Nuevo artículo de investigación publicado en la revista Pathogens "Quantitative Risk Assessment of African Swine Fever Introduction into Spain by Legal Import of Live Pigs"
African swine fever (ASF) is a devastating infectious disease of pigs that is threatening the global swine industry at present. The current spread of ASF in Europe and its recent incursion into Germany pose a serious risk to Spain, one of the world’s leading pig producers. A quantitative stochastic risk assessment model was developed to estimate the probability of ASF introduction into Spain via the legal import of live pigs. The results suggest a low annual probability of ASF introduction into Spain (1.07 × 10−4), the highest risk being concentrated in Central European countries (Germany, the Netherlands, Belgium, and Luxembourg) during the months of April and February. The methods and results presented herein could contribute to improving prevention and control strategies and, ultimately, would help reduce the risk of ASF introduction into Spain.
Muñoz-Pérez C, Bosch J, Ito S, Martínez-Avilés M y Sánchez-Vizcaíno JM.
Safety of African Swine Fever Vaccine Candidate Lv17/WB/Rie1 in Wild Boar: Overdose and Repeated Doses.
Resumen: African swine fever (ASF) is a highly lethal infectious disease that affects domestic pigs and wild boar. Outbreaks of ASF have grown considerably in the last decade causing important economic consequences for the swine industry. Its control is hampered by the lack of an effective treatment or vaccine. In Europe, the wild boar is a key wild reservoir for ASF. The results of the oral vaccination trial of wild boar with Lv17/WB/Rie1 are hope for this problem. However, this vaccine candidate has certain safety concerns, since it is a naturally attenuated vaccine. Therefore, the current study aims to evaluate the safety of this vaccine candidate in terms of overdose (high dose) and repeated doses (revaccination) in wild boar. Low-dose orally vaccinated animals developed only a slight transient fever after vaccination and revaccination. This was also the case for most of the high-dose vaccinated wild boar, except for one of them which succumbed after revaccination. Although this fatality was related to hierarchical fights between animals, we consider that further studies are required for clarification. Considering these new results and the current epidemiological situation of ASF in wild boar, this vaccine prototype is a promising tool for the control of the disease in these wild populations, although further studies are needed.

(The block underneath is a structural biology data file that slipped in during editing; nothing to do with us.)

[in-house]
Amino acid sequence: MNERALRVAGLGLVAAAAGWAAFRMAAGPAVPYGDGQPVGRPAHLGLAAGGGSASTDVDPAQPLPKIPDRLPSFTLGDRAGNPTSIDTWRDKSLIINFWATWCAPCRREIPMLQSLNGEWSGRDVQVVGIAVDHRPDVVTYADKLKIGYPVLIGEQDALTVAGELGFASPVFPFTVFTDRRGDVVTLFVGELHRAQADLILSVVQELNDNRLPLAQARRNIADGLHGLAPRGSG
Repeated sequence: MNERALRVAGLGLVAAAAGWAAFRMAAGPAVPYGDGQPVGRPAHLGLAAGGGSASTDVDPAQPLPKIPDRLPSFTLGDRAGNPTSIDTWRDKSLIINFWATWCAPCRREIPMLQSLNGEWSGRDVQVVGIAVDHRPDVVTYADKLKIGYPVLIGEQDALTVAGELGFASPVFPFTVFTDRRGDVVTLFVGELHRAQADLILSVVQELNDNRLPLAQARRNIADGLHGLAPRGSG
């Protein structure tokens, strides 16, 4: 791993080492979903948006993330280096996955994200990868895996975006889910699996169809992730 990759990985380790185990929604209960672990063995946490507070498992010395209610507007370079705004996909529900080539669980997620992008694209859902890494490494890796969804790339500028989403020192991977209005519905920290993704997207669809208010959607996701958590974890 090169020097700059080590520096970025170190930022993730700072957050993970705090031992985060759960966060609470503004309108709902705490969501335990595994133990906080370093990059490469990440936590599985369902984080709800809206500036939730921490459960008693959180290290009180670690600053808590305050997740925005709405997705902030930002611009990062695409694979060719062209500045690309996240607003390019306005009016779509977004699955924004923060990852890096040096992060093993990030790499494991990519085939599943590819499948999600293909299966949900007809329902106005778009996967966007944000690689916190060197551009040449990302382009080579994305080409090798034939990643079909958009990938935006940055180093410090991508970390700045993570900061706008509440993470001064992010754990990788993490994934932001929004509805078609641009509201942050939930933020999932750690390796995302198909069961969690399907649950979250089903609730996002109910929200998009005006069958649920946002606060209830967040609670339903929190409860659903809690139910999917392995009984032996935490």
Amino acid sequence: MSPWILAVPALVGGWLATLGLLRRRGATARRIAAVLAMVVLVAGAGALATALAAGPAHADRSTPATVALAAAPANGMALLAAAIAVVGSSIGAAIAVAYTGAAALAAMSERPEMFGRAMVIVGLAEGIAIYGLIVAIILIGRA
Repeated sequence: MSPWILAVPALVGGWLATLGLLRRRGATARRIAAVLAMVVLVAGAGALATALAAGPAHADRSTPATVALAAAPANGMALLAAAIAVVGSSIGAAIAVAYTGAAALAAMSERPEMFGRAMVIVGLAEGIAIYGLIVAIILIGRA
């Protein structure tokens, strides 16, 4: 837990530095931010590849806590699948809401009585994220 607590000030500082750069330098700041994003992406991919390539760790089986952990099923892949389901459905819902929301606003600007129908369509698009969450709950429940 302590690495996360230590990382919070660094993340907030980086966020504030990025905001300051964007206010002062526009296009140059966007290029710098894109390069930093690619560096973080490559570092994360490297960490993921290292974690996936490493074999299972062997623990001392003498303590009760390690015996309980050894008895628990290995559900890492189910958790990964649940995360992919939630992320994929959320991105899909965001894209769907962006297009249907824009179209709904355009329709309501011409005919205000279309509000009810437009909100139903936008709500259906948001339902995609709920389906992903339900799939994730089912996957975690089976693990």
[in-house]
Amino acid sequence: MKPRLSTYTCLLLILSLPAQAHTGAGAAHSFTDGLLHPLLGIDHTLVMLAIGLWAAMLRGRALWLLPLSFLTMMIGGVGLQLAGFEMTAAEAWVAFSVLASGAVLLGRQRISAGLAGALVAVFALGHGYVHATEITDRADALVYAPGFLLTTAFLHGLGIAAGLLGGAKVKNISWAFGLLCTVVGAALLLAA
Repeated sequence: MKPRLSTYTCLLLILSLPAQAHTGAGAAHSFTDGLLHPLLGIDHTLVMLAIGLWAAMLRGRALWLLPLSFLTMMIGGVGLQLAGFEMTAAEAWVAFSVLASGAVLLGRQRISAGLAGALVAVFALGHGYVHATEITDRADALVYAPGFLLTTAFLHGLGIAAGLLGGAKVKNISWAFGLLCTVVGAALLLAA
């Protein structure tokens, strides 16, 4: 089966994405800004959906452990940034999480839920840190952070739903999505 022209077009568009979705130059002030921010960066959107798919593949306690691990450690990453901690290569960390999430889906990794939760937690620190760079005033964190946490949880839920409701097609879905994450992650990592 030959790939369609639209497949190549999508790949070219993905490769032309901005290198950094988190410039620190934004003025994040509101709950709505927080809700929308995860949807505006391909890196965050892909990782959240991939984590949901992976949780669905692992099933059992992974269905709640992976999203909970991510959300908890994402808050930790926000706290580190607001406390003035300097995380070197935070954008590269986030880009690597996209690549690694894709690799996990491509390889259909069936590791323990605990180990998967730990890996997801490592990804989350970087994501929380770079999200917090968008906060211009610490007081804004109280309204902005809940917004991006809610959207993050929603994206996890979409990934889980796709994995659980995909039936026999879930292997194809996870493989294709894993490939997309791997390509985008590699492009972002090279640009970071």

Barasona JA, Cadenas-Fernández E, Kosowska A, Barroso-Arévalo S, Rivera B, Sánchez R, Porras N, Gallardo C y Sánchez-Vizcaíno JM.